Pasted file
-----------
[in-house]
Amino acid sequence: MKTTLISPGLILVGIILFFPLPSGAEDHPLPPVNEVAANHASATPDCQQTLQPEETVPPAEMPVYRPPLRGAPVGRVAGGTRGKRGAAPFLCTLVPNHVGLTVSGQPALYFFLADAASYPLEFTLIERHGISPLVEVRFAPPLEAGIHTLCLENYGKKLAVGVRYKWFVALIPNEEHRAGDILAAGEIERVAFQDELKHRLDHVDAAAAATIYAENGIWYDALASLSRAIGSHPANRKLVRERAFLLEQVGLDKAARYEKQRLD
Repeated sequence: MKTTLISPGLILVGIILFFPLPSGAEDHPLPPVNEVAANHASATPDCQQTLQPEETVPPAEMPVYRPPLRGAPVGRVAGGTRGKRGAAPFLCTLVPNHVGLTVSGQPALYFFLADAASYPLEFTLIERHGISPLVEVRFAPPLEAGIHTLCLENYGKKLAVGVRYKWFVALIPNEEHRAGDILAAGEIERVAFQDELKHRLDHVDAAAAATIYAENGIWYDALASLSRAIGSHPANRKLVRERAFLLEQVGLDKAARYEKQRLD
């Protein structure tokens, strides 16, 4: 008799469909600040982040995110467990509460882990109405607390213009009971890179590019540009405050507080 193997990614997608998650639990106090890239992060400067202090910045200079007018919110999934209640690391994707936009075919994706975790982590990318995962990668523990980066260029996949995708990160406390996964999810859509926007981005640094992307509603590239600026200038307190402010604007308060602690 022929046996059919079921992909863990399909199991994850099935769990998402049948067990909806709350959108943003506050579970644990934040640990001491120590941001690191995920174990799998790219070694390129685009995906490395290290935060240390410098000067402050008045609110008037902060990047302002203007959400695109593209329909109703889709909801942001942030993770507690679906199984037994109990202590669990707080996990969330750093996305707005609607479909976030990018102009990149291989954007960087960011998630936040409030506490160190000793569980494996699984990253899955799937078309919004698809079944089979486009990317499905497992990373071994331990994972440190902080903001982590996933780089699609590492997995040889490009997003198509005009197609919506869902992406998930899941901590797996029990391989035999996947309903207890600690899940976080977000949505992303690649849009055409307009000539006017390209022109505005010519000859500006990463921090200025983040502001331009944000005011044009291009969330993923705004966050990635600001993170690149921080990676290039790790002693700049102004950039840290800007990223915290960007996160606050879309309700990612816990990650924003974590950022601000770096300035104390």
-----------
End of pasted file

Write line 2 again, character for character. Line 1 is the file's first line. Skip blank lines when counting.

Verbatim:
Amino acid sequence: MKTTLISPGLILVGIILFFPLPSGAEDHPLPPVNEVAANHASATPDCQQTLQPEETVPPAEMPVYRPPLRGAPVGRVAGGTRGKRGAAPFLCTLVPNHVGLTVSGQPALYFFLADAASYPLEFTLIERHGISPLVEVRFAPPLEAGIHTLCLENYGKKLAVGVRYKWFVALIPNEEHRAGDILAAGEIERVAFQDELKHRLDHVDAAAAATIYAENGIWYDALASLSRAIGSHPANRKLVRERAFLLEQVGLDKAARYEKQRLD